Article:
Bayern Munich recorded a resounding 3-0 victory over Borussia Dortmund this weekend. What did this match reveal about Dortmund’s weaknesses, and what does it mean for the Bundesliga title race?

Borussia Dortmund 0-3 Bayern Munich - takeaway lessons

Is it all over for Jürgen Klopp’s side?

For 65 minutes, it seemed it could go either way. Bayern Munich was dominant, winning and retaining more possession, but Borussia Dortmund looked more dangerous, with a number of great chances. And then Mario Götze received the ball just inside the 18-yard box, and with ice-cold composure, drilled it past his former teammate to break Borussen hearts. The 3-0 final score was too flattering for Munich, however, unrepresentative of a fantastic, competitive game that was not the one-sided affair the scoreline suggests.

Silver linings for Dortmund

Whether it is due to the busy schedule or to injuries, Dortmund have labored in the past few weeks, but they showed no signs of fatigue here. After a nervy first ten minutes, Dortmund played brightly, picking out clever passes and showing the incisiveness and speed that make them so deadly on the attack. Robert Lewandowski, who made no secret of his desire to join Götze at Bayern, missed a glorious chance in the opening minutes, while Marco Reus also had two attempts and Henrikh Mkhitaryan should have made it 1-1. Given how Bayern demolished Manchester City and dominated Bayer Leverkusen, Dortmund can be very proud of their performance. Had they been more clinical with their chances—which they will have to be against Napoli on Tuesday—the outcome could have been very different.

Dortmund’s performance was especially impressive given the makeshift nature of the defense. With the entire first-choice back four out with injuries, Klopp was forced to bring in Manuel Friedrich, a 34-year-old center-back who had been out of a contract since May. Though BVB definitely missed the stability of Hummels and Subotic, Friedrich and his partners were laudable, especially the 21-year-old left-back Erik Durm. Playing for the injured Marcel Schmelzer, Durm effectively removed Bayern’s threat from the right flank, smothering Thomas Müller and helping to cover for the slower Friedrich. Bayern had no real chances before Götze’s goal, and the two later goals were the result of BVB throwing everything into the search for an equalizer.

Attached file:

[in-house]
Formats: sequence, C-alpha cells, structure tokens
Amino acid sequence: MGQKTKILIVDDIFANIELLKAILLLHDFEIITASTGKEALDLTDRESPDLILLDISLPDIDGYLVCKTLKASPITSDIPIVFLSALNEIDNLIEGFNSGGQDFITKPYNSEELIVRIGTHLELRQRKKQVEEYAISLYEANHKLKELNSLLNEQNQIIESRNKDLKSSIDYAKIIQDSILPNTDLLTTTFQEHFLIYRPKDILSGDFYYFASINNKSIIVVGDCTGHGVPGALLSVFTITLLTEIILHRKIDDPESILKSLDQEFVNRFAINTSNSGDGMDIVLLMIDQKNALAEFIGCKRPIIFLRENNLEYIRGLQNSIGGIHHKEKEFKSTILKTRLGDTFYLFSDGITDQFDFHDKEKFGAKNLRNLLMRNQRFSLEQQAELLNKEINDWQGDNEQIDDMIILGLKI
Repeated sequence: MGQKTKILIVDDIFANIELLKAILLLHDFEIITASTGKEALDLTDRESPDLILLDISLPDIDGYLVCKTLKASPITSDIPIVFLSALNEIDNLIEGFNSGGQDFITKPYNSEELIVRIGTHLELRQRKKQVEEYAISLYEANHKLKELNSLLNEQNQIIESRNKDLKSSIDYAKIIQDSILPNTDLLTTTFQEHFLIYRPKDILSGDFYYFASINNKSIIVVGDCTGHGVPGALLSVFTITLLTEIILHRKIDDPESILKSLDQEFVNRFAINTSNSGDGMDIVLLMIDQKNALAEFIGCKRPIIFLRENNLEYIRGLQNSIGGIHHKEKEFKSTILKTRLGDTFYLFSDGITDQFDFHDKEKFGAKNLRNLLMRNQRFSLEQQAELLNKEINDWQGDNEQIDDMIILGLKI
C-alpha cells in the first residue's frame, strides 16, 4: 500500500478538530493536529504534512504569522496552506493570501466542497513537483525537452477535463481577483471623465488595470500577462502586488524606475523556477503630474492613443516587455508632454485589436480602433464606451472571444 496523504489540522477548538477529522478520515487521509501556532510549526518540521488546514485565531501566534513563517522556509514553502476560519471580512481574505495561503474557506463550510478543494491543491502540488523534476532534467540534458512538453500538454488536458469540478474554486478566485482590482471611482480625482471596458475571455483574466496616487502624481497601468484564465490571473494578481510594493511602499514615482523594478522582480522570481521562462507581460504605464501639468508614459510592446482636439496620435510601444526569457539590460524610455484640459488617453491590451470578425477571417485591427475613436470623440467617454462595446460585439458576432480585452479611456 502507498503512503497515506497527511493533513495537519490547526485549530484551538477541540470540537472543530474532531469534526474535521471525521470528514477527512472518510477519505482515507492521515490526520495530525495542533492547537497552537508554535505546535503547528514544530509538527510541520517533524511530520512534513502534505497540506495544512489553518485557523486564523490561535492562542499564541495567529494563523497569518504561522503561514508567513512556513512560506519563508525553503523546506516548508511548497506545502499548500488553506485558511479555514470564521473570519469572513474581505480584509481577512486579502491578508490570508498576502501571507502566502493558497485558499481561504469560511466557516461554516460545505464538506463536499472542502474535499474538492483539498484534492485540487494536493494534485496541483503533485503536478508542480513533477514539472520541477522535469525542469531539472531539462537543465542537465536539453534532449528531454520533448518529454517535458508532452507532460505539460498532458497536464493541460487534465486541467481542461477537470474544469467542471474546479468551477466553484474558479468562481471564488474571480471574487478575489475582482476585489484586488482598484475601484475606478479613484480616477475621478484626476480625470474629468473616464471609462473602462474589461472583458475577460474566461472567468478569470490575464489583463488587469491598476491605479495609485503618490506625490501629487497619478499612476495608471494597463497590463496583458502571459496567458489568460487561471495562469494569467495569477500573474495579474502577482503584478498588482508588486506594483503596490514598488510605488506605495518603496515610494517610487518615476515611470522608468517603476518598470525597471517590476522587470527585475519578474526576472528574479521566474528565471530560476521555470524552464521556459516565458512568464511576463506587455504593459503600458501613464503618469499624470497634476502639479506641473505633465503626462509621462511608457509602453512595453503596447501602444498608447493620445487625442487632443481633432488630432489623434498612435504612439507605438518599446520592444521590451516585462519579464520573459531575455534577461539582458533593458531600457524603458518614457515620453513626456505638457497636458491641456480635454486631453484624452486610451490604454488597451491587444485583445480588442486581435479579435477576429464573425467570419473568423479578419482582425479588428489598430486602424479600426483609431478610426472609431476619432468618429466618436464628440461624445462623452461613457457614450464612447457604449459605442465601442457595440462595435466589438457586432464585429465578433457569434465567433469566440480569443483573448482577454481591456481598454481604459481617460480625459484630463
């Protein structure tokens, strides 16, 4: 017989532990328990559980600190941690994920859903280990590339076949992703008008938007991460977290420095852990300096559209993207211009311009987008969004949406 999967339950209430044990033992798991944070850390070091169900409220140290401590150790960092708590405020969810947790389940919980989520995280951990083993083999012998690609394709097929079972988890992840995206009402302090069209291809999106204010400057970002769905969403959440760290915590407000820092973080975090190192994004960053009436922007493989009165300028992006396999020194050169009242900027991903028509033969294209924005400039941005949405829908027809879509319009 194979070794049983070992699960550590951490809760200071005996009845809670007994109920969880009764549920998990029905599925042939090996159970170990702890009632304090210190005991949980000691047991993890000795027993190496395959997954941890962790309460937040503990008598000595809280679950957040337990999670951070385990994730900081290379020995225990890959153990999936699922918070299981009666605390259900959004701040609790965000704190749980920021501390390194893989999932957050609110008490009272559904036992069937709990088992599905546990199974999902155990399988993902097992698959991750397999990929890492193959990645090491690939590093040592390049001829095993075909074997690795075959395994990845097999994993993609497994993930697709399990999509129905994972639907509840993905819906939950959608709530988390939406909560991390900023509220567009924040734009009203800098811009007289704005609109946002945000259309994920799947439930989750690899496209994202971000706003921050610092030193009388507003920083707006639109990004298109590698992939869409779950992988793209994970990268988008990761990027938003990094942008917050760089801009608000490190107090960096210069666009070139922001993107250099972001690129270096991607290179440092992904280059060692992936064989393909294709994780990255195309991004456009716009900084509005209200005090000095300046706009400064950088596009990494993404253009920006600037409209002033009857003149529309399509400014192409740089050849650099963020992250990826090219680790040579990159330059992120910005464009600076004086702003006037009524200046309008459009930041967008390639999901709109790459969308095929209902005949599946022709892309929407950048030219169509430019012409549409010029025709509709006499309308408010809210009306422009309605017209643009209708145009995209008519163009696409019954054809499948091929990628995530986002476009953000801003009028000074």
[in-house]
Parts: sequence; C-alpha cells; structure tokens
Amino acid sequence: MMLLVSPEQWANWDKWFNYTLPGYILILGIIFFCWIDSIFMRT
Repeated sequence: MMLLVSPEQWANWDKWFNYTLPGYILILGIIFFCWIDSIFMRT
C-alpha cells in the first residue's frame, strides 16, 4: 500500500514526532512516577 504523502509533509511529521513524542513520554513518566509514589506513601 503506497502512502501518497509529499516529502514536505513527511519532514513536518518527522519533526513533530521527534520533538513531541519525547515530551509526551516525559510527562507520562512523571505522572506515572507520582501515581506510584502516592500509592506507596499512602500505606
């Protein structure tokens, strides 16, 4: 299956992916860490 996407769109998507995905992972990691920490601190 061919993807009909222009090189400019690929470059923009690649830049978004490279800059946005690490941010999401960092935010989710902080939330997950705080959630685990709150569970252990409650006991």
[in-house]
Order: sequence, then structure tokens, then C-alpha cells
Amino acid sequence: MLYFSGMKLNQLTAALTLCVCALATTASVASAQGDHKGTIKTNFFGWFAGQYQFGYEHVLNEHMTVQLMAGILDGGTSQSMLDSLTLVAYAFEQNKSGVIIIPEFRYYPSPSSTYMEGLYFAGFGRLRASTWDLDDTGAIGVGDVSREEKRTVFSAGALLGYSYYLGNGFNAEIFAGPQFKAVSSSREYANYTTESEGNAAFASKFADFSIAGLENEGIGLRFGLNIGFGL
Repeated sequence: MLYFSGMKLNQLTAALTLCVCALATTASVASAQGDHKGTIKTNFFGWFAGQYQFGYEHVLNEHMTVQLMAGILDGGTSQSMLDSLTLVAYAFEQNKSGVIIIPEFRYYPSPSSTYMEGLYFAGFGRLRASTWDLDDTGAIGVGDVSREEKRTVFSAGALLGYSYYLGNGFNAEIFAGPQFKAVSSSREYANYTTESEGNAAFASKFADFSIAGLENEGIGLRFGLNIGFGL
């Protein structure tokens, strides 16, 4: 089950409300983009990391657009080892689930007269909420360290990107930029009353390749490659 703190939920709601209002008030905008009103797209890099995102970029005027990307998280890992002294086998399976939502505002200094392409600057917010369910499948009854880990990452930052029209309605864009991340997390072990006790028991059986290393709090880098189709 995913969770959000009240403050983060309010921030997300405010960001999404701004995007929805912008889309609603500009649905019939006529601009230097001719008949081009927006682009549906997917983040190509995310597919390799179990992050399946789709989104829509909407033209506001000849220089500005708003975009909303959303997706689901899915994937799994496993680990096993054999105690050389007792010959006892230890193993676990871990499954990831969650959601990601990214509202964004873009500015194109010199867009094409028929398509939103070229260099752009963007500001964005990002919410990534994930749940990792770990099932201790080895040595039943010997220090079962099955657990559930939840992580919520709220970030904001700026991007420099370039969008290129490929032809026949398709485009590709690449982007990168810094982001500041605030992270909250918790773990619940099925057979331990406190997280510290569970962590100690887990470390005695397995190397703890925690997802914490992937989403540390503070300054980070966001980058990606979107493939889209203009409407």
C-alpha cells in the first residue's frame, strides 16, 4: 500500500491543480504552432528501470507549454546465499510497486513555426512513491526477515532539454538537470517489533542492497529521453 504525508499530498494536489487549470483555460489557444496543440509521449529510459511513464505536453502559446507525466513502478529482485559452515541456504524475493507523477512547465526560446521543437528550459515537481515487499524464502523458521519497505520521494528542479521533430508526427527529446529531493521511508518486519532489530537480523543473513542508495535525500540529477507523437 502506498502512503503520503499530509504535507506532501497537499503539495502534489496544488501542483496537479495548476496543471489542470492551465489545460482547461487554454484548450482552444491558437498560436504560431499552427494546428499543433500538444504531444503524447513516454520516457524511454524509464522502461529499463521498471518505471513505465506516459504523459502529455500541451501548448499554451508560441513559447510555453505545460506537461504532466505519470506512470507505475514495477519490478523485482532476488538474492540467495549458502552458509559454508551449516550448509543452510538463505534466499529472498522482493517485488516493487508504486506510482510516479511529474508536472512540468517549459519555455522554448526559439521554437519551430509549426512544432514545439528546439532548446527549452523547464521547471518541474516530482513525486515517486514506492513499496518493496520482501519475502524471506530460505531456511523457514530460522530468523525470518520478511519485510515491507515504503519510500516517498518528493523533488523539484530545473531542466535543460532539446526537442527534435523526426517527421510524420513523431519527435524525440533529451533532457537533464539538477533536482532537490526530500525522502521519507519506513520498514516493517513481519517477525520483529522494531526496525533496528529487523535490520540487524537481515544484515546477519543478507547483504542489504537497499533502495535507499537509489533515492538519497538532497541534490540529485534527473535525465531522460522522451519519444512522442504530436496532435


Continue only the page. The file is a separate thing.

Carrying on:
Injury concerns moving forward

The pre-Christmas stretch will pose a harsh test for Dortmund, and Ilkay Gundogan and Hummels cannot come back more quickly. BVB are, however, boosted by the return of right-back Lukasz Piszczek, who came on as a substitute against Bayern after more than 180 days out of action. As they have yet to clinch Champions League qualification, Dortmund will have to beat both Napoli and Marseille to have any chance of moving forward, while the Bundesliga also brings difficult fixtures against Bayer Leverkusen and Hertha BSC Berlin.

As Klopp said to reporters after the match: “I told the boys they have five minutes to feel depressed, then they have to look forward to the Napoli game.” Their season is not over — far from it — but they do face a challenging uphill task.

Have Bayern already won the Bundesliga?

As for Bayern, much of the post-match narrative has focused on whether they have already won the Bundesliga. Though 38 games unbeaten is a statistic to strike fear into all the hearts of Europe, the belief that the Bavarians have already claimed the title is both premature and disrespectful to the other teams in the league, Bayer Leverkusen in particular. Due in part to last season’s Champions League final, Leverkusen is often forgotten in the title discussion, but Dortmund’s neighbors are every bit as capable to challenge Bayern. Sami Hyypia’s team is only four points behind the leaders, and held them to a 1-1 draw back in October.

In any other league, a four-point lead at this stage in the season does not indicate victory, or even domination. In the Premier League, Arsenal currently sit four points above Liverpool and Chelsea, but no one would dare suggest that the Gunners have the whole affair in the bag. In the 2011-12 season, BVB were already eight points behind Bayern on Match Day 6, but by May had not only successfully defended their title but had also beaten Bayern in a thrilling DFB-Pokal final. Bayern are probably the best team in Europe at the moment, but they are not invincible.

By guest author Elaine Teng